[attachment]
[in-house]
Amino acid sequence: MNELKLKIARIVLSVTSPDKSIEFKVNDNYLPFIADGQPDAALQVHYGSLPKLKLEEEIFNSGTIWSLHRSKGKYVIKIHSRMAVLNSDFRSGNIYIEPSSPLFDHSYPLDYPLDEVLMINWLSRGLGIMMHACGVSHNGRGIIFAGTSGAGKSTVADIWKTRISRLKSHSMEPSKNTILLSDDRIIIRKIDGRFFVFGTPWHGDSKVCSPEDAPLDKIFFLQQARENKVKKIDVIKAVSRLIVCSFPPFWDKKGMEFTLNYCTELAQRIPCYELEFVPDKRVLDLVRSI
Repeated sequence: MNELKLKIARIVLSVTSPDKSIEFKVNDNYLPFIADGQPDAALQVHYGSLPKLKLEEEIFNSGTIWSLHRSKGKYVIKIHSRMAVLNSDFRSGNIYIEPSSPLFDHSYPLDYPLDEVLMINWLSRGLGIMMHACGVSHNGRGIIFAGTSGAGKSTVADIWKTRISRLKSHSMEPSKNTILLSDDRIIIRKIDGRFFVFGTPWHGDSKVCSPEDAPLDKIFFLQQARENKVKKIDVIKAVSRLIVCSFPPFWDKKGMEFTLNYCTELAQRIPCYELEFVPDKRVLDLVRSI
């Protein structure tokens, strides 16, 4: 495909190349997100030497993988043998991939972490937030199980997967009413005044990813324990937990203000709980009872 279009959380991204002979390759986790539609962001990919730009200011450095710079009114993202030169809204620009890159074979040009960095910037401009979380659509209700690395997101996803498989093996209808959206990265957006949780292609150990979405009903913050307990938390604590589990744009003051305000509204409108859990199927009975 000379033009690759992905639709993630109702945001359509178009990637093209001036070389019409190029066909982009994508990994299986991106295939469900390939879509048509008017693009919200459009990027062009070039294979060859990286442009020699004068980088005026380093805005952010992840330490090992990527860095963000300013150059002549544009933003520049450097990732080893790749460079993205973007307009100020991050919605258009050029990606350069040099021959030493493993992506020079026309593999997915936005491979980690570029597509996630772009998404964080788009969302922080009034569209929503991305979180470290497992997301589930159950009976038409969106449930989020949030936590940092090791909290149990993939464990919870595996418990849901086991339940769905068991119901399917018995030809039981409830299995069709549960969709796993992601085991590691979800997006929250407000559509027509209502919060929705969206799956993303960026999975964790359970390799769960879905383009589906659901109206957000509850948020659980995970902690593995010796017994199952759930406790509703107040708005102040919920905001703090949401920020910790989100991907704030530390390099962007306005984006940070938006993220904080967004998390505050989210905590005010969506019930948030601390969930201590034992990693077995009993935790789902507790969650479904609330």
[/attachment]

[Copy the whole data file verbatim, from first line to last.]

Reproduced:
[in-house]
Amino acid sequence: MNELKLKIARIVLSVTSPDKSIEFKVNDNYLPFIADGQPDAALQVHYGSLPKLKLEEEIFNSGTIWSLHRSKGKYVIKIHSRMAVLNSDFRSGNIYIEPSSPLFDHSYPLDYPLDEVLMINWLSRGLGIMMHACGVSHNGRGIIFAGTSGAGKSTVADIWKTRISRLKSHSMEPSKNTILLSDDRIIIRKIDGRFFVFGTPWHGDSKVCSPEDAPLDKIFFLQQARENKVKKIDVIKAVSRLIVCSFPPFWDKKGMEFTLNYCTELAQRIPCYELEFVPDKRVLDLVRSI
Repeated sequence: MNELKLKIARIVLSVTSPDKSIEFKVNDNYLPFIADGQPDAALQVHYGSLPKLKLEEEIFNSGTIWSLHRSKGKYVIKIHSRMAVLNSDFRSGNIYIEPSSPLFDHSYPLDYPLDEVLMINWLSRGLGIMMHACGVSHNGRGIIFAGTSGAGKSTVADIWKTRISRLKSHSMEPSKNTILLSDDRIIIRKIDGRFFVFGTPWHGDSKVCSPEDAPLDKIFFLQQARENKVKKIDVIKAVSRLIVCSFPPFWDKKGMEFTLNYCTELAQRIPCYELEFVPDKRVLDLVRSI
């Protein structure tokens, strides 16, 4: 495909190349997100030497993988043998991939972490937030199980997967009413005044990813324990937990203000709980009872 279009959380991204002979390759986790539609962001990919730009200011450095710079009114993202030169809204620009890159074979040009960095910037401009979380659509209700690395997101996803498989093996209808959206990265957006949780292609150990979405009903913050307990938390604590589990744009003051305000509204409108859990199927009975 000379033009690759992905639709993630109702945001359509178009990637093209001036070389019409190029066909982009994508990994299986991106295939469900390939879509048509008017693009919200459009990027062009070039294979060859990286442009020699004068980088005026380093805005952010992840330490090992990527860095963000300013150059002549544009933003520049450097990732080893790749460079993205973007307009100020991050919605258009050029990606350069040099021959030493493993992506020079026309593999997915936005491979980690570029597509996630772009998404964080788009969302922080009034569209929503991305979180470290497992997301589930159950009976038409969106449930989020949030936590940092090791909290149990993939464990919870595996418990849901086991339940769905068991119901399917018995030809039981409830299995069709549960969709796993992601085991590691979800997006929250407000559509027509209502919060929705969206799956993303960026999975964790359970390799769960879905383009589906659901109206957000509850948020659980995970902690593995010796017994199952759930406790509703107040708005102040919920905001703090949401920020910790989100991907704030530390390099962007306005984006940070938006993220904080967004998390505050989210905590005010969506019930948030601390969930201590034992990693077995009993935790789902507790969650479904609330």